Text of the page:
As long as they don't destroy my plants, I am fine with that. 

My Thyme takeover

Last spring, I planted two very small Thyme plants. How nice, I thought it would be to have fresh thyme to go into my countless recipes.  Fresh homemade spaghetti sauce, roasted on vegetables, used on fresh meat.  Oh boy was it.  We enjoyed it throughout the summer and early fall...so did my friends and family.

I didn't read up on this delight when I planted it so there were a couple things that I didn't know.  1. That it will come back the following year.  Herb gardening, besides cilantro, was somewhat new to me.  2. That it would make a beautiful addition to a flower garden where you need ground cover.  3. Ground cover indeed! I had no idea how quickly these tiny leaves could spread. 

That is where I find myself today. Those two Thyme plants are trying to take over my herb section of my garden.  They are about 2 feet in width and it isn't even the end of May!  So I figured I better get on the ball and dry some for later use and defiantly give some away to other Thyme fans such as myself.

Did you know that if you wrap the thyme in a damp paper towel, you can store it in the fridge for up to a week?  I wish the smell would resonate in my fridge, I think that would be wonderful. 

Here are some useless facts:

-The Romans used thyme in the treatment of depression.

-In the Middle Ages, people placed it under their pillows to prevent nightmares and aid sleep.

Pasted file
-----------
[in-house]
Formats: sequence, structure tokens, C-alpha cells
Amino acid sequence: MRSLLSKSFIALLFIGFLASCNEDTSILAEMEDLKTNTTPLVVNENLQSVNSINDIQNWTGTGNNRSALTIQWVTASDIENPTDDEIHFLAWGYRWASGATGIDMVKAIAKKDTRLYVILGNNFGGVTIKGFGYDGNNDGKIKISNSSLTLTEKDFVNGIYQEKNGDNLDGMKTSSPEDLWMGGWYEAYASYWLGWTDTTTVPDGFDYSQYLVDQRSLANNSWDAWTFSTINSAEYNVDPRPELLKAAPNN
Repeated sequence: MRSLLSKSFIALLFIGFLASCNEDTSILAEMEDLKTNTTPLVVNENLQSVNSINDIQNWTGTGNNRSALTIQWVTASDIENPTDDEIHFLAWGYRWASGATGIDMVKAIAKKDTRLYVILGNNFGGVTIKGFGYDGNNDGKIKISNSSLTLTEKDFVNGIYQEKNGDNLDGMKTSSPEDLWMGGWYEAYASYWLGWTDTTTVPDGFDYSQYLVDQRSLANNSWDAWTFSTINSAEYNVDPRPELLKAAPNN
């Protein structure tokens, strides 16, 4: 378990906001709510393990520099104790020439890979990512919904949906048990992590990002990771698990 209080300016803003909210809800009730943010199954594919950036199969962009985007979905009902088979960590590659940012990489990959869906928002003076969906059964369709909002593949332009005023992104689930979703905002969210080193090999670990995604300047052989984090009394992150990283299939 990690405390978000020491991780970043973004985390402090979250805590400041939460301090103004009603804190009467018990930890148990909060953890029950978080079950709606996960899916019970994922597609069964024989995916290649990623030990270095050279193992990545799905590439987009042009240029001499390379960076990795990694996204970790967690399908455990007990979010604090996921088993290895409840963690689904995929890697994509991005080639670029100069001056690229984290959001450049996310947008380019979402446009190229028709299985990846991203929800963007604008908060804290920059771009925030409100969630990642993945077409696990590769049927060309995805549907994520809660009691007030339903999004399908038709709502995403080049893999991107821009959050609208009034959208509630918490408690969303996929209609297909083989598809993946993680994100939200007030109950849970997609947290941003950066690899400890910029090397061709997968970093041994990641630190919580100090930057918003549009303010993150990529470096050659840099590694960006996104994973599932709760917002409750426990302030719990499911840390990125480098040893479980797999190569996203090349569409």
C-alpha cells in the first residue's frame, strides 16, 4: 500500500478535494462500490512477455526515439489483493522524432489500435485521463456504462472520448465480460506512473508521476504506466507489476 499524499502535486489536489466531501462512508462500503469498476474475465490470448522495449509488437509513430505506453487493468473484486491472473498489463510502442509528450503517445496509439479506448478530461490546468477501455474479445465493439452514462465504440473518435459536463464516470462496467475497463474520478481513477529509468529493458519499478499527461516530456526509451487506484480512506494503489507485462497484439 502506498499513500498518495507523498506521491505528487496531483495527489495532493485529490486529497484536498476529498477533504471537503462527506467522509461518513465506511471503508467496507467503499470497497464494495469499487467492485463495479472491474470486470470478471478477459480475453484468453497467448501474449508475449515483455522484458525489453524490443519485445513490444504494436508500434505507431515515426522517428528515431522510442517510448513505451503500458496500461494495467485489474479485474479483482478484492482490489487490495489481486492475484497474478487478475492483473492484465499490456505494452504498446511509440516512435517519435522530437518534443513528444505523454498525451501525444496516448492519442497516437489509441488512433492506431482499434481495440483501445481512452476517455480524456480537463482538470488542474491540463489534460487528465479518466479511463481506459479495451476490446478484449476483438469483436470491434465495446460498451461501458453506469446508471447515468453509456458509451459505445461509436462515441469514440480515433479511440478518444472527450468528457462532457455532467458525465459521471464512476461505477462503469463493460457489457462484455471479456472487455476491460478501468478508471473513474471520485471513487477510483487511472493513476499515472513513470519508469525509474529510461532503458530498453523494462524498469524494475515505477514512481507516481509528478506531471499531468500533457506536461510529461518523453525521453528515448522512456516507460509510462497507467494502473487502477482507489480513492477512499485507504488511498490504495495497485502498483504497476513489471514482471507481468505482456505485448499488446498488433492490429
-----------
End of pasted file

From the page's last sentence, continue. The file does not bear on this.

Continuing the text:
-Oberon, the king of the fairies in Shakespeare's A Midsummer Night's Dream, says, "I know a bank where the wild thyme blows," referring to the bed of thyme in which Titania, the fairy queen, sleeps.

-Hymettus honey from Greece is made from bees who gather pollen from wild thyme on Mount Hymettus.

-When the Greeks said that someone "smelled of thyme" it meant that the person was elegant, refined, and stylish. 

I wonder if that applies to my refrigerator?

Off for now with an updated  to do list that starts with thyme.

Garden Treasures

In an attempt to beautify my property, I planted several, fairly low maintenance flowering vines and bushes a couple of years ago.  I do not have the gift of being able to group plants that will complement each other or enhance a certain area.  I just put individual rose bushes, clematis, lilies and columbine where I think they will look nice.  Some do, some don't, regardless, they add a little character to my yard.

Out on my early morning visit to the yard and garden, this is what I was welcomed by



This beautiful white clematis.







And this beautiful two toned beauty is next to the white clematis


Next to the two toned is the deep purple delight. I have had this little guy for 8 years, even moved it from one house to the next. One of my favorites.



This my friends is a beautiful flower provided by my tasty chives. I have my chives planted in my vegetable garden but as you can see, it can be a very nice addition to any landscaping.



And this is one of the best treasures I found this morning.  I haven't shown my daughter but I know she will love to devour it.

This is just the beginning of the season so more treasures are certain to appear.  For now, happy gardening.

Rain, beautiful rain

As I had mentioned in an earlier post, I have an enormous garden at The Farm.  This little piece of heaven delights me and fills me with excitement to the possibilities it brings.  However, a problem is quickly presenting itself, an issue that I didn't think long enough about, water.